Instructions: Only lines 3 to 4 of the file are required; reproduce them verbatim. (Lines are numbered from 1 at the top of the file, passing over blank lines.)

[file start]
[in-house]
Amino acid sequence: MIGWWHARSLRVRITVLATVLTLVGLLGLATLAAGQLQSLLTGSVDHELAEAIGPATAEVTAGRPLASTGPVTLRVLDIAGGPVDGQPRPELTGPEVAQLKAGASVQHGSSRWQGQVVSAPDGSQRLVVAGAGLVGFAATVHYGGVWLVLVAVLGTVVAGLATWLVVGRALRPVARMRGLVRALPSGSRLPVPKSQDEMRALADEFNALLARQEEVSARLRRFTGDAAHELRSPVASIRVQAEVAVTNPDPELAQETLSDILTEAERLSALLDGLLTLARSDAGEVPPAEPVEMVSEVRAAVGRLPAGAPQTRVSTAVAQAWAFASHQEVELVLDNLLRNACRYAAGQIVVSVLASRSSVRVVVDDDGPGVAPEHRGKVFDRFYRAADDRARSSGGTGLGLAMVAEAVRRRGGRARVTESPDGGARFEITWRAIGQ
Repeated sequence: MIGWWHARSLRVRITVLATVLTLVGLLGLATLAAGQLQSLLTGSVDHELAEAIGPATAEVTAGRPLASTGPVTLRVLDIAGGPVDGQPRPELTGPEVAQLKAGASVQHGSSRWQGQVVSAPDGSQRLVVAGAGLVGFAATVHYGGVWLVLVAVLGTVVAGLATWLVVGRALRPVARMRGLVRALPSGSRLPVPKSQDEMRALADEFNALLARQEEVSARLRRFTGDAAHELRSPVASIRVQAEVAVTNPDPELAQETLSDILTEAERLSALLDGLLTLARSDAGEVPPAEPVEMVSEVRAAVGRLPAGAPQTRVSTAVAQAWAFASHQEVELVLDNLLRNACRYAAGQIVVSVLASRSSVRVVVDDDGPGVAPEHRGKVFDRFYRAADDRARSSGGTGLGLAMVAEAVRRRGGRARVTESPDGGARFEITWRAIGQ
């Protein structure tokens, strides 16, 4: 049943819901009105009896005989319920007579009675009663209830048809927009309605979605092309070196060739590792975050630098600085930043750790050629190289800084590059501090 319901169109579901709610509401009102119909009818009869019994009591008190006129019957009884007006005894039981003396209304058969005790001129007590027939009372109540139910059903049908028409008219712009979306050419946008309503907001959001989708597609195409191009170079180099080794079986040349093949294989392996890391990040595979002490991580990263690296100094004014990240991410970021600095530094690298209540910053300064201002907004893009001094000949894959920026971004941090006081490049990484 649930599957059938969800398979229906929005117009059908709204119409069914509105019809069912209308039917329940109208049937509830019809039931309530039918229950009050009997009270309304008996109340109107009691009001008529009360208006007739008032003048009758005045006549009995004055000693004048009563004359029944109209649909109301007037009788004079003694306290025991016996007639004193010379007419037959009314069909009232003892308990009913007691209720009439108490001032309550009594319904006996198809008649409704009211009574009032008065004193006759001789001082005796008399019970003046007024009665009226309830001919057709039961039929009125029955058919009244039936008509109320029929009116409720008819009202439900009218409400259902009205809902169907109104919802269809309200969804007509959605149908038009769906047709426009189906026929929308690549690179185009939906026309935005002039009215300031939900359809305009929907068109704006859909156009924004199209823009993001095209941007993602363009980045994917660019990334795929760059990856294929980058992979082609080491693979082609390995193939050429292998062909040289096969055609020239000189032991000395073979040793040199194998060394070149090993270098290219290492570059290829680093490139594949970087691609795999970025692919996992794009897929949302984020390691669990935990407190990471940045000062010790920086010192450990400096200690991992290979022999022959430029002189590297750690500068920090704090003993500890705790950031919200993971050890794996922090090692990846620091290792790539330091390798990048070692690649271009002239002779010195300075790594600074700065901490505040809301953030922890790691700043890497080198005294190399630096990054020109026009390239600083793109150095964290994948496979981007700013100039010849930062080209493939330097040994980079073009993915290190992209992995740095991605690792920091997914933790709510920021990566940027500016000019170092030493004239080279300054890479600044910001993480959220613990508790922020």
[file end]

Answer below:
Repeated sequence: MIGWWHARSLRVRITVLATVLTLVGLLGLATLAAGQLQSLLTGSVDHELAEAIGPATAEVTAGRPLASTGPVTLRVLDIAGGPVDGQPRPELTGPEVAQLKAGASVQHGSSRWQGQVVSAPDGSQRLVVAGAGLVGFAATVHYGGVWLVLVAVLGTVVAGLATWLVVGRALRPVARMRGLVRALPSGSRLPVPKSQDEMRALADEFNALLARQEEVSARLRRFTGDAAHELRSPVASIRVQAEVAVTNPDPELAQETLSDILTEAERLSALLDGLLTLARSDAGEVPPAEPVEMVSEVRAAVGRLPAGAPQTRVSTAVAQAWAFASHQEVELVLDNLLRNACRYAAGQIVVSVLASRSSVRVVVDDDGPGVAPEHRGKVFDRFYRAADDRARSSGGTGLGLAMVAEAVRRRGGRARVTESPDGGARFEITWRAIGQ
């Protein structure tokens, strides 16, 4: 049943819901009105009896005989319920007579009675009663209830048809927009309605979605092309070196060739590792975050630098600085930043750790050629190289800084590059501090 319901169109579901709610509401009102119909009818009869019994009591008190006129019957009884007006005894039981003396209304058969005790001129007590027939009372109540139910059903049908028409008219712009979306050419946008309503907001959001989708597609195409191009170079180099080794079986040349093949294989392996890391990040595979002490991580990263690296100094004014990240991410970021600095530094690298209540910053300064201002907004893009001094000949894959920026971004941090006081490049990484 649930599957059938969800398979229906929005117009059908709204119409069914509105019809069912209308039917329940109208049937509830019809039931309530039918229950009050009997009270309304008996109340109107009691009001008529009360208006007739008032003048009758005045006549009995004055000693004048009563004359029944109209649909109301007037009788004079003694306290025991016996007639004193010379007419037959009314069909009232003892308990009913007691209720009439108490001032309550009594319904006996198809008649409704009211009574009032008065004193006759001789001082005796008399019970003046007024009665009226309830001919057709039961039929009125029955058919009244039936008509109320029929009116409720008819009202439900009218409400259902009205809902169907109104919802269809309200969804007509959605149908038009769906047709426009189906026929929308690549690179185009939906026309935005002039009215300031939900359809305009929907068109704006859909156009924004199209823009993001095209941007993602363009980045994917660019990334795929760059990856294929980058992979082609080491693979082609390995193939050429292998062909040289096969055609020239000189032991000395073979040793040199194998060394070149090993270098290219290492570059290829680093490139594949970087691609795999970025692919996992794009897929949302984020390691669990935990407190990471940045000062010790920086010192450990400096200690991992290979022999022959430029002189590297750690500068920090704090003993500890705790950031919200993971050890794996922090090692990846620091290792790539330091390798990048070692690649271009002239002779010195300075790594600074700065901490505040809301953030922890790691700043890497080198005294190399630096990054020109026009390239600083793109150095964290994948496979981007700013100039010849930062080209493939330097040994980079073009993915290190992209992995740095991605690792920091997914933790709510920021990566940027500016000019170092030493004239080279300054890479600044910001993480959220613990508790922020």